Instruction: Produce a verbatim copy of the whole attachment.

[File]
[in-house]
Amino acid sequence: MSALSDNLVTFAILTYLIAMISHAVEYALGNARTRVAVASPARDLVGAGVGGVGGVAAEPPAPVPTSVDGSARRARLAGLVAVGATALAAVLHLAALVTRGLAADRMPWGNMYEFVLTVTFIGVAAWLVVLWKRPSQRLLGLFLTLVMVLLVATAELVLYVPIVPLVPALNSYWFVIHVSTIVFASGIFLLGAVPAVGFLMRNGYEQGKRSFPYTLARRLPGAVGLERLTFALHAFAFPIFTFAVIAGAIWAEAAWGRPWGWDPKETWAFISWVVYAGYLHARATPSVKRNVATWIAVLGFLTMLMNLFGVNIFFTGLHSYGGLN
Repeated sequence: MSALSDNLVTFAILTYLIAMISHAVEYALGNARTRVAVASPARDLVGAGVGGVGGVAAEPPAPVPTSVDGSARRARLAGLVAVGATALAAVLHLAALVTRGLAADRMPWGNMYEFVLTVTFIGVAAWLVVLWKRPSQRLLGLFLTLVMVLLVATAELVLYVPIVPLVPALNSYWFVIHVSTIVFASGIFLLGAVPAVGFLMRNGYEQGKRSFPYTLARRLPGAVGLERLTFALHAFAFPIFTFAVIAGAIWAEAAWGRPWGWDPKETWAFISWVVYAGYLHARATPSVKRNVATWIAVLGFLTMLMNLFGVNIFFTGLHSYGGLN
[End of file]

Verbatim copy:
[in-house]
Amino acid sequence: MSALSDNLVTFAILTYLIAMISHAVEYALGNARTRVAVASPARDLVGAGVGGVGGVAAEPPAPVPTSVDGSARRARLAGLVAVGATALAAVLHLAALVTRGLAADRMPWGNMYEFVLTVTFIGVAAWLVVLWKRPSQRLLGLFLTLVMVLLVATAELVLYVPIVPLVPALNSYWFVIHVSTIVFASGIFLLGAVPAVGFLMRNGYEQGKRSFPYTLARRLPGAVGLERLTFALHAFAFPIFTFAVIAGAIWAEAAWGRPWGWDPKETWAFISWVVYAGYLHARATPSVKRNVATWIAVLGFLTMLMNLFGVNIFFTGLHSYGGLN
Repeated sequence: MSALSDNLVTFAILTYLIAMISHAVEYALGNARTRVAVASPARDLVGAGVGGVGGVAAEPPAPVPTSVDGSARRARLAGLVAVGATALAAVLHLAALVTRGLAADRMPWGNMYEFVLTVTFIGVAAWLVVLWKRPSQRLLGLFLTLVMVLLVATAELVLYVPIVPLVPALNSYWFVIHVSTIVFASGIFLLGAVPAVGFLMRNGYEQGKRSFPYTLARRLPGAVGLERLTFALHAFAFPIFTFAVIAGAIWAEAAWGRPWGWDPKETWAFISWVVYAGYLHARATPSVKRNVATWIAVLGFLTMLMNLFGVNIFFTGLHSYGGLN